“Brexit – as challenging as that is, I hope that our members of Parliament, individuals in positions of decision-making will continue to value and uphold the strength and the positiveness that comes together when you have people working together.”
“At this very crucial point in time we hold that responsibility to try and safeguard the younger generation, the potential leaders who will tomorrow in our absence create a better world.”
Here is the full speech of Lori Gatsi-Barnet , Zimbabwean Global Citizen & Entrepreneur on “Brexit and My Hope for the Future.”
“Mind the Brexit Gap: Celebrating Diversity and Inclusion in the Border,” A Philippine Independence Day Event, Cavan Crystal Hotel, June 1, 2019
Good Afternoon. I appreciate having you sitting for quite a long time. Thank you Vanda for having us here and everyone who is here. Mabuhay to the Filipino Community here from Belfast. My name is Lori Gatsi-Barnet and I am fortunate to live in Northern Ireland for fourteen years now, and alongside that I truly understand the power of diversity and what it does at its very core. Having lived and worked in several countries around the world, I understand that diversity is a very crucial part in making our society be what it needs to be. As we look at what Brexit is going to bring about, Brexit unfortunately brings a lot of questions, a lot of uncertainty, a lot of instability. And I think it looks into dividing I suppose the strength that there is in diversity. As challenging as that is, I hope that our members of Parliament, individuals in positions of decision-making will continue to value and uphold the strength and the positiveness that comes together when you have people working together.
My hope for the future: As many of us who stood up here we’ve mentioned that we are parents, we have families, we have dreams, we have goals and we have visions. And as a Non-EU migrant, nobody understands that journey well, that when you leave what is home to you, you appreciate that the journey from then on to succeed, to achieve, and to accomplish all those things, becomes an absolute challenge. Brexit forms that challenge, and to a non-EU migrant I think we are very well adapted to challenge and change, and the adversity that that brings. I look at what Brexit potentially can do, but on the other side, we have to be positive about that change. Brexit is a challenge, and I think to all of us in this room, we appreciate that it comes in various forms. The world has become a global village so essentially we all need to work together with different economies, establishing different things and working outside what we have known to be the EU. The merger of minds is crucial because we will need to work together in a different way for us to achieve different things in different contexts because Brexit might in part bring about the negative things that will tend to put apart the positiveness that we have all been accustomed to. The unity, the friendships, the partnerships, and all of the things that we do together.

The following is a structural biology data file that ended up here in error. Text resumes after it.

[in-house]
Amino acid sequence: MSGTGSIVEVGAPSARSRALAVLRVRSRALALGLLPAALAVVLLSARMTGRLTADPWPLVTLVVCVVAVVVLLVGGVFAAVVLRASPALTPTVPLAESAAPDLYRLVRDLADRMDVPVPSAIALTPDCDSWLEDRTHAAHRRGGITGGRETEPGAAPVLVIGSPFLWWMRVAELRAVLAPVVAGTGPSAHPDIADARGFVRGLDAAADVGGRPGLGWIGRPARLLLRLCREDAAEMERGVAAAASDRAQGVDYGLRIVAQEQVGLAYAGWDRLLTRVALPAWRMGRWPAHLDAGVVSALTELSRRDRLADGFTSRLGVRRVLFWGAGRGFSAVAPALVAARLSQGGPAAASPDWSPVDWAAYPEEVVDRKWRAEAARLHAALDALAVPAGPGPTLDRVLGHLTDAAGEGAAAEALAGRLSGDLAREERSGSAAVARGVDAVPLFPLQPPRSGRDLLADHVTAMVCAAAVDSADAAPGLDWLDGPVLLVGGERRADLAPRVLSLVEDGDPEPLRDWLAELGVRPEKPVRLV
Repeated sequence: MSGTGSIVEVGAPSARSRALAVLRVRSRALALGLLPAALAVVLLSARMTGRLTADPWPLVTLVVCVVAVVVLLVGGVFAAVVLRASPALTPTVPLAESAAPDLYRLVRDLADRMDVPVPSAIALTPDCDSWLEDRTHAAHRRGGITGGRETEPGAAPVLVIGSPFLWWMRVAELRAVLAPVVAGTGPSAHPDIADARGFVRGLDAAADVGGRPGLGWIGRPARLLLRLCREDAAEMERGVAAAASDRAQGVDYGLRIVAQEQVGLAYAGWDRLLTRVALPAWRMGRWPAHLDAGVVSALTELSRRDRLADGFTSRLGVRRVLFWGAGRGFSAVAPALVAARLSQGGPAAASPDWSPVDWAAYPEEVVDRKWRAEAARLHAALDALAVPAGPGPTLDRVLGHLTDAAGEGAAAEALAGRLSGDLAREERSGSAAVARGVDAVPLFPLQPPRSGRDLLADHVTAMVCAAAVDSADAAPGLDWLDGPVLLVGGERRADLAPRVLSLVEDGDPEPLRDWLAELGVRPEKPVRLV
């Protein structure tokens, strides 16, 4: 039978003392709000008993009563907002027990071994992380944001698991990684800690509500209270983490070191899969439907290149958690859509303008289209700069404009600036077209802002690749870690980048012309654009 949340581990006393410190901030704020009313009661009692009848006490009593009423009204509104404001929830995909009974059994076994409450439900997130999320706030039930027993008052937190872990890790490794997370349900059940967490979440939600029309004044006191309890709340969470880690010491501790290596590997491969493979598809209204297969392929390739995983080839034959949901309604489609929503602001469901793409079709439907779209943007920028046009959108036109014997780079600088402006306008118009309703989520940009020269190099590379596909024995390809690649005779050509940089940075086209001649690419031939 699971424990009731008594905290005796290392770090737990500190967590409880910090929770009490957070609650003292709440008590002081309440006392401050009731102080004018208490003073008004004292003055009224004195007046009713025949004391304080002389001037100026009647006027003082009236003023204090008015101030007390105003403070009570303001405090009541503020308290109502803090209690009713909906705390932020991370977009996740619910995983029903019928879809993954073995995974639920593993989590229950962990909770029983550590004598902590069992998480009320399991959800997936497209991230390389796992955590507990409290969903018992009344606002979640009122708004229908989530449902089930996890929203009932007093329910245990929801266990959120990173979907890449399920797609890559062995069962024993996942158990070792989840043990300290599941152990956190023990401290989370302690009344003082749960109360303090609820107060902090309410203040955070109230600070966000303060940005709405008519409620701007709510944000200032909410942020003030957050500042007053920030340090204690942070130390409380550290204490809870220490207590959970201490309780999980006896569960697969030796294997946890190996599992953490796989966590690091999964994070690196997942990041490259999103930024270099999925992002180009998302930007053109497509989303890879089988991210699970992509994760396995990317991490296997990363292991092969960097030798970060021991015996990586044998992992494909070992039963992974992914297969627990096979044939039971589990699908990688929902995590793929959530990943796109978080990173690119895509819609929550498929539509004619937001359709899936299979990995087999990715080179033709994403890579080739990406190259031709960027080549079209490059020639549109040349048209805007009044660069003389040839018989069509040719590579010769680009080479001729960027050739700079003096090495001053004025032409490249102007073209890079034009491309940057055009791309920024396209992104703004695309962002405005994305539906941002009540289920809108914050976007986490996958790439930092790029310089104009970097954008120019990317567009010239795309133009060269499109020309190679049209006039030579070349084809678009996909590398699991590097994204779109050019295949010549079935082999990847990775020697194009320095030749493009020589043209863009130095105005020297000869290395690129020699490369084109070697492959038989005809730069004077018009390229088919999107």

Opportunities as well for young people. They are the future. And at this very crucial point in time we hold that responsibility to try and safeguard the potential leaders who will tomorrow in our absence create a better world. My challenge this afternoon is for all leaders and for all those in positions of power, when you consider what Brexit can do, please do not take away the possibility for the young generation that is up and coming. They need the opportunity to see the world. They need the opportunity to see what diversity can do. They need to be out there inspired and motivated, to be the best they can be. To be, as we are in this room, diverse. It doesn’t matter whether you’re from Poland, you’re from Lithuania, you’re from Zimbabwe, you’re from South Africa. You can be from anywhere in the world. And the world is the place for us to work together.
So Brexit, in whatever form it comes, we will do everything we can to make sure that diversity still has a place. Thank you.